Stable carbon and nitrogen isotopes identify nuanced dietary changes from the Bronze and Iron Ages on the Great Hungarian Plain.
More On Article
- Genome-wide coancestry reveals details of ancient and recent male-driven reticulation in baboons
- The landscape of tolerated genetic variation in humans and primates
- A global catalog of whole-genome diversity from 233 primate species
- Primate diversity studies with a contribution of HEAS member Martin Kuhlwilm
- HEAS Members featured in the Austrian National Press
McCall, A., Gamarra, B., Duffett Carlson, K.S., Bernert, Z., Cséki, A., Csengeri, P., Domboróczki, L., Endrődi, A., Hellebrandt, M., Horváth, A., Király, Krisztián Kiss., Judit Koós, A., Péter Kovács, P., Köhler, K., Szolnoki, L., K. Zoffmann, Z., Sirak, K., Szeniczey, T., Dani, J., Hajdu T., & Pinhasi R., (2022). “Stable carbon and nitrogen isotopes identify nuanced dietary changes from the Bronze and Iron Ages on the Great Hungarian Plain.” Scientific Reports 12(1): 16982.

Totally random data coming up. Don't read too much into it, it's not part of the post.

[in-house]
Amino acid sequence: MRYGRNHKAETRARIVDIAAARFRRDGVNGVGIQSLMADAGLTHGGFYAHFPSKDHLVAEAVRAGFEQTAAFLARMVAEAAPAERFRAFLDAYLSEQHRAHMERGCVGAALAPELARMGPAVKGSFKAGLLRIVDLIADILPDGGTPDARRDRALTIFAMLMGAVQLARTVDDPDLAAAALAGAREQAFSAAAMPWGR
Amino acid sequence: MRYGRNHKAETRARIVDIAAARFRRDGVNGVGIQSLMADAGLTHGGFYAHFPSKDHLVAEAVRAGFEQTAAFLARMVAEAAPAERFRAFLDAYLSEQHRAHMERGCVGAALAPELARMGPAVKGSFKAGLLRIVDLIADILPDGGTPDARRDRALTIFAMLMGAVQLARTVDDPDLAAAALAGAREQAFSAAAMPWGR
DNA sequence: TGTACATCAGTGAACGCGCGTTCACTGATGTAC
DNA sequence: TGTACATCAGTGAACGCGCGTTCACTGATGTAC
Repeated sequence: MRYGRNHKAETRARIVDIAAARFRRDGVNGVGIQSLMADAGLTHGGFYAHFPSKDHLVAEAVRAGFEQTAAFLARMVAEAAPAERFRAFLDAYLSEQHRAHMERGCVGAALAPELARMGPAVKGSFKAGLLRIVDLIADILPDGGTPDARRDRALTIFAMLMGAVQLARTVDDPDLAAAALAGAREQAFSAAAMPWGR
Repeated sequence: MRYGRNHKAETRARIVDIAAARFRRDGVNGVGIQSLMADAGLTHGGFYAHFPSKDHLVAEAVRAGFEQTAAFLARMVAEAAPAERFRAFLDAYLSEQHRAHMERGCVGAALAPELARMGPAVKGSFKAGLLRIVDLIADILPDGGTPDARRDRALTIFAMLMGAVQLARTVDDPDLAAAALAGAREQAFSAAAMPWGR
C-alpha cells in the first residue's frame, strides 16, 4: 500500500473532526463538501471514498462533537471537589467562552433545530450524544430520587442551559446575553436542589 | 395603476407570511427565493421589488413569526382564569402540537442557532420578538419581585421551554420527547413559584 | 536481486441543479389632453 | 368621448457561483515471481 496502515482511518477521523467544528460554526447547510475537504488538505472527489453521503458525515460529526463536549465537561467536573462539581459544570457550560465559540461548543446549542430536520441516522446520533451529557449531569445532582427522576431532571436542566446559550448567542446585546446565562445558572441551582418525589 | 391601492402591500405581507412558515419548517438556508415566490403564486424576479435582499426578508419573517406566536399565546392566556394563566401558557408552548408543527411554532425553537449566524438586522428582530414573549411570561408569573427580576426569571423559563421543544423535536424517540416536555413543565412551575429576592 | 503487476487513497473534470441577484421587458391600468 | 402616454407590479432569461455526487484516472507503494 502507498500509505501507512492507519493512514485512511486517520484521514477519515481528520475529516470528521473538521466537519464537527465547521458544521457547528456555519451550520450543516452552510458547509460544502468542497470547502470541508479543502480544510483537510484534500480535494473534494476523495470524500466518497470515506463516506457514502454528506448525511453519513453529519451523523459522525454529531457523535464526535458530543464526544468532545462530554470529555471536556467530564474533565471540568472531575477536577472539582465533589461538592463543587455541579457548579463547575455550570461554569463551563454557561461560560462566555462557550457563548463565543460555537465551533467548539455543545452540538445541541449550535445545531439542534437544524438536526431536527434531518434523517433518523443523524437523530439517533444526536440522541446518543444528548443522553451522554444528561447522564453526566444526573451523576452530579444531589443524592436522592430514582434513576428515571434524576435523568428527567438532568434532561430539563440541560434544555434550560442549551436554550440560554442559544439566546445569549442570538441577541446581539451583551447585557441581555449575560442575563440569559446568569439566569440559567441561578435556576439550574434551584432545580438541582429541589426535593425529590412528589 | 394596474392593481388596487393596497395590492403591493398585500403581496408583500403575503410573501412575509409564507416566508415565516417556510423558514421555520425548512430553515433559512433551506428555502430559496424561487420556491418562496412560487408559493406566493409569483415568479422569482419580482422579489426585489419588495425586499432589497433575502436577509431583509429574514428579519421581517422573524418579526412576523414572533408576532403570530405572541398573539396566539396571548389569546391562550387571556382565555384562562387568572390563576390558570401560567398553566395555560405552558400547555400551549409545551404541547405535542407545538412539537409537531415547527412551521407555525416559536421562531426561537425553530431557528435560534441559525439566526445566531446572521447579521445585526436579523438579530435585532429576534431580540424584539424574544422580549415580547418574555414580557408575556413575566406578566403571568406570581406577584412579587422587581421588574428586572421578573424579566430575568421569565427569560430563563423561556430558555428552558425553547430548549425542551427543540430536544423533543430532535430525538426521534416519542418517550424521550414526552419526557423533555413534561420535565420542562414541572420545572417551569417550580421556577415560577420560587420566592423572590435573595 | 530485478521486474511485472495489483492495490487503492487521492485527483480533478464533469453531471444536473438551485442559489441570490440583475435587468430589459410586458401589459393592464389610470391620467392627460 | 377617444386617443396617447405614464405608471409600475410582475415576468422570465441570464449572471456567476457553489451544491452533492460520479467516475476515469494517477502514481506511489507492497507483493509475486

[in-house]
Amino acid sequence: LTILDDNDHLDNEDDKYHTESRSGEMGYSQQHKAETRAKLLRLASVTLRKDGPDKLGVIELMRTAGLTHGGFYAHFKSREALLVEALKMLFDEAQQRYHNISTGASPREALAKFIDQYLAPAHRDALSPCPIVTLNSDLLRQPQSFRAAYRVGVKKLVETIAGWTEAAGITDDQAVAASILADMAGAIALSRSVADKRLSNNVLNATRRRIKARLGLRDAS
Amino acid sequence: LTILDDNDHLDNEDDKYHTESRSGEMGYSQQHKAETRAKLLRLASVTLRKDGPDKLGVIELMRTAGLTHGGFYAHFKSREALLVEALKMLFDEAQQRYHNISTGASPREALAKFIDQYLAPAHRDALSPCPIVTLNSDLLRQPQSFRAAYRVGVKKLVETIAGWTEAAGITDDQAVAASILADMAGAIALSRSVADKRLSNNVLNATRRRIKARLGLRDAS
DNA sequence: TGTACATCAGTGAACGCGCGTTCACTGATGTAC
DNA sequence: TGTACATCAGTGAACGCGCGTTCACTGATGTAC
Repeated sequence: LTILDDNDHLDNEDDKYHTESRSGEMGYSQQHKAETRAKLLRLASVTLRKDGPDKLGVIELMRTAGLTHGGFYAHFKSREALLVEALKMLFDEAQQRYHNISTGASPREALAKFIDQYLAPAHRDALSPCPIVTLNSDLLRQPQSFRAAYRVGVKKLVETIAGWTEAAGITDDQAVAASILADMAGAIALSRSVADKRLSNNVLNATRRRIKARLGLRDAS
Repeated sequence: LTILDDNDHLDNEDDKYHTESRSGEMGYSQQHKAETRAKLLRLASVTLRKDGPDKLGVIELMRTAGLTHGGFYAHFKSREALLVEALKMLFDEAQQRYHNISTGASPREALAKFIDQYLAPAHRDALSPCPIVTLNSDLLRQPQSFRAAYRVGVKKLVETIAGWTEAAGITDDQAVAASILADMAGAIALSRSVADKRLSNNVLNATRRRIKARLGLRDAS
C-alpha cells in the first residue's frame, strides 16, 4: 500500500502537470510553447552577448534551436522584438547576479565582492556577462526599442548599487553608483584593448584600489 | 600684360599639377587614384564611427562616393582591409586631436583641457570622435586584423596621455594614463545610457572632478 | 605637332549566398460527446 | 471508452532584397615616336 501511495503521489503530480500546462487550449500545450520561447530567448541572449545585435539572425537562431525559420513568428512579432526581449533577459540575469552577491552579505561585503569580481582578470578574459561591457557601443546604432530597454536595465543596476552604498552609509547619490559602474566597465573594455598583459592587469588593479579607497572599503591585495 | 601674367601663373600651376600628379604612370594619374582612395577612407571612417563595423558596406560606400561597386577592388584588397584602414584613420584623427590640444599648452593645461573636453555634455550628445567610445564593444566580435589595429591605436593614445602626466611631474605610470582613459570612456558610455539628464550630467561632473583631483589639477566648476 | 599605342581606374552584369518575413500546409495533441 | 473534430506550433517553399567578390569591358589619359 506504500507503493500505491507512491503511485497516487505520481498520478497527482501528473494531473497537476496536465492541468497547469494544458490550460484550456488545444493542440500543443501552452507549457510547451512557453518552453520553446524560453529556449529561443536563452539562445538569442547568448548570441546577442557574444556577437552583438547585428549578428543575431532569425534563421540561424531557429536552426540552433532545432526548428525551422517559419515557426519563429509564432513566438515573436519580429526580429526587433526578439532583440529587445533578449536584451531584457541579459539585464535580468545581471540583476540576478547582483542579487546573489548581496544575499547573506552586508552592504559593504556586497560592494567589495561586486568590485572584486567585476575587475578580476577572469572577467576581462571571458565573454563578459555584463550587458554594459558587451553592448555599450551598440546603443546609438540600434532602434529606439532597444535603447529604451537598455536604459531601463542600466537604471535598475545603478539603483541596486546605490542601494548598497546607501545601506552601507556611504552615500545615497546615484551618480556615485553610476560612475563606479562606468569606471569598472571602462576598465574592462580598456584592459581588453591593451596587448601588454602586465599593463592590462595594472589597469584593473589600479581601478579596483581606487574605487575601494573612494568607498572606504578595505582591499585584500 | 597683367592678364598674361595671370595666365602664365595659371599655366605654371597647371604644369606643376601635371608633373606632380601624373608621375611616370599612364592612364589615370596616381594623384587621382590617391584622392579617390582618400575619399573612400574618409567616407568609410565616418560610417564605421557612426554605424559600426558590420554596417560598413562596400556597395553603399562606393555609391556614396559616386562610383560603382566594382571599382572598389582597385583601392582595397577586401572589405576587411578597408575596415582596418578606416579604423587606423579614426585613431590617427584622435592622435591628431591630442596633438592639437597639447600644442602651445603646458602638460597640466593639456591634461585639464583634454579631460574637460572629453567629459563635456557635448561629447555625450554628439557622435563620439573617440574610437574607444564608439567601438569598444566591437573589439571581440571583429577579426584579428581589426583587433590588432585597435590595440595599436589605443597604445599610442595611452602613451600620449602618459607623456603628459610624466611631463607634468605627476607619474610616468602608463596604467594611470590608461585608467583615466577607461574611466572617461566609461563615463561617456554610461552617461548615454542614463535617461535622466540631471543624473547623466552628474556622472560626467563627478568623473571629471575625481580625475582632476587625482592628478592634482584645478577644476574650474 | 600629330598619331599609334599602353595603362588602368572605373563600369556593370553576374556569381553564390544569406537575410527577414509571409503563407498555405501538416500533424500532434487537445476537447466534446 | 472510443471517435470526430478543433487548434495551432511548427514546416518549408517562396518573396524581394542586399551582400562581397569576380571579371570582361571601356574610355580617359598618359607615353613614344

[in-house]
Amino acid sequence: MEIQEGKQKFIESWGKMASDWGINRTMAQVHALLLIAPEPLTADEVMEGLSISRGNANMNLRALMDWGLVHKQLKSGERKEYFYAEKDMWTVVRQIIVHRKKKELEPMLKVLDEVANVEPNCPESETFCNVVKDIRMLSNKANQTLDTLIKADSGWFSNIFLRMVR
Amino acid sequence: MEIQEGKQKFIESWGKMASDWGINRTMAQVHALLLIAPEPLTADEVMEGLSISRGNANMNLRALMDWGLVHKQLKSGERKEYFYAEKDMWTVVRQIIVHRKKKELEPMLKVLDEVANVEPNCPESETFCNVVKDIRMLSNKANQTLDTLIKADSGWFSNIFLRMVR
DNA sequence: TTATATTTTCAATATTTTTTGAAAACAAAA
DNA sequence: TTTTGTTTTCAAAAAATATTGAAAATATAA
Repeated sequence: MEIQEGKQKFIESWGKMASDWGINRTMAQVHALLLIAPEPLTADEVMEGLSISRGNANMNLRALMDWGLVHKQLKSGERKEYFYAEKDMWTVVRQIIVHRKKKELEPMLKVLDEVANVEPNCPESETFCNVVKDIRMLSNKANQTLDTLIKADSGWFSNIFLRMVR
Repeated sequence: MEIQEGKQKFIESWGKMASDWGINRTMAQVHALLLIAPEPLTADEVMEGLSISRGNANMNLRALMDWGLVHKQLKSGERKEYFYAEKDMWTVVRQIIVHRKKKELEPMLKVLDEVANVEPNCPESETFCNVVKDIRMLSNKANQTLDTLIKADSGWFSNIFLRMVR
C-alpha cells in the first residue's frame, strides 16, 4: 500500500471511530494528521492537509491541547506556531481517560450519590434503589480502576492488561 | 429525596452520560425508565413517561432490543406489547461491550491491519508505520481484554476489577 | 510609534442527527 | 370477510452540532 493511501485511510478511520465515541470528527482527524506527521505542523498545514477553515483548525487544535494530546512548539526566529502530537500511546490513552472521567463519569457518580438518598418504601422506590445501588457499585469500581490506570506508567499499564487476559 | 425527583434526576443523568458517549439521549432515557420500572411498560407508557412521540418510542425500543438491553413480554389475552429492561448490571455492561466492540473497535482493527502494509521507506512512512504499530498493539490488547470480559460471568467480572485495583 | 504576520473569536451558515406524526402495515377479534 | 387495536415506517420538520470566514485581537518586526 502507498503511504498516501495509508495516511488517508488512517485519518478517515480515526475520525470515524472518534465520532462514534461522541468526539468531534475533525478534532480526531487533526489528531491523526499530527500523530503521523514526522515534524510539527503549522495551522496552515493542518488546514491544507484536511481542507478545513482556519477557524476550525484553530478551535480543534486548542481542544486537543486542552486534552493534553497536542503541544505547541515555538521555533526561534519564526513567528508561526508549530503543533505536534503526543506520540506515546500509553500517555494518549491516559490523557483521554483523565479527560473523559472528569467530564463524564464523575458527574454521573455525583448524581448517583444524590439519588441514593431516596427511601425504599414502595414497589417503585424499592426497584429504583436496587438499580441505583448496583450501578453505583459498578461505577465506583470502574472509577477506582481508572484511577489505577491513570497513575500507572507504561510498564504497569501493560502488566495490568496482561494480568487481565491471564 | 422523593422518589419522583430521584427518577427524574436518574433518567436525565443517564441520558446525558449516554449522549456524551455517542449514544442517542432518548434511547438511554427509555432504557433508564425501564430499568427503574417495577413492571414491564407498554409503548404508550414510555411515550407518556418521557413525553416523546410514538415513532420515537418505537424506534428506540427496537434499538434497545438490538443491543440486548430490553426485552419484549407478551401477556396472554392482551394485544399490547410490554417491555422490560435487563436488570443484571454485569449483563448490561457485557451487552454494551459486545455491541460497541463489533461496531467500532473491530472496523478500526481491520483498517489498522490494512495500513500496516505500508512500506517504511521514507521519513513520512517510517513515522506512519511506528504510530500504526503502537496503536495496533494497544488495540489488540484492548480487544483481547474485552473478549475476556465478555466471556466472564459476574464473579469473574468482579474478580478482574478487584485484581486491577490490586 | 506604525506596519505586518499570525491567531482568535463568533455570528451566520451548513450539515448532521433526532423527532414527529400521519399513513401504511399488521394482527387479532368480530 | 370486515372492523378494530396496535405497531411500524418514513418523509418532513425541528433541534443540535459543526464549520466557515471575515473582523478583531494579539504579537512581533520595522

The Great Hungarian Plain (GHP) served as a geographic funnel for population mobility throughout prehistory. Genomic and isotopic research demonstrates non-linear genetic turnover and technological shifts between the Copper and Iron Ages of the GHP, which influenced the dietary strategies of numerous cultures that intermixed and overlapped through time. Given the complexities of these prehistoric cultural and demographic processes, this study aims to identify and elucidate diachronic and culture-specific dietary signatures. We report on stable carbon and nitrogen isotope ratios from 74 individuals from nineteen sites in the GHP dating to a ~ 3000-year time span between the Early Bronze and Early Iron Ages. The samples broadly indicate a terrestrial C3 diet with nuanced differences amongst populations and through time, suggesting exogenous influences that manifested in subsistence strategies. Slightly elevated δ15N values for Bronze Age samples imply higher reliance on protein than in the Iron Age. Interestingly, the Füzesabony have carbon values typical of C4 vegetation indicating millet consumption, or that of a grain with comparable δ13C ratios, which corroborates evidence from outside the GHP for its early cultivation during the Middle Bronze Age. Finally, our results also suggest locally diverse subsistence economies for GHP Scythians.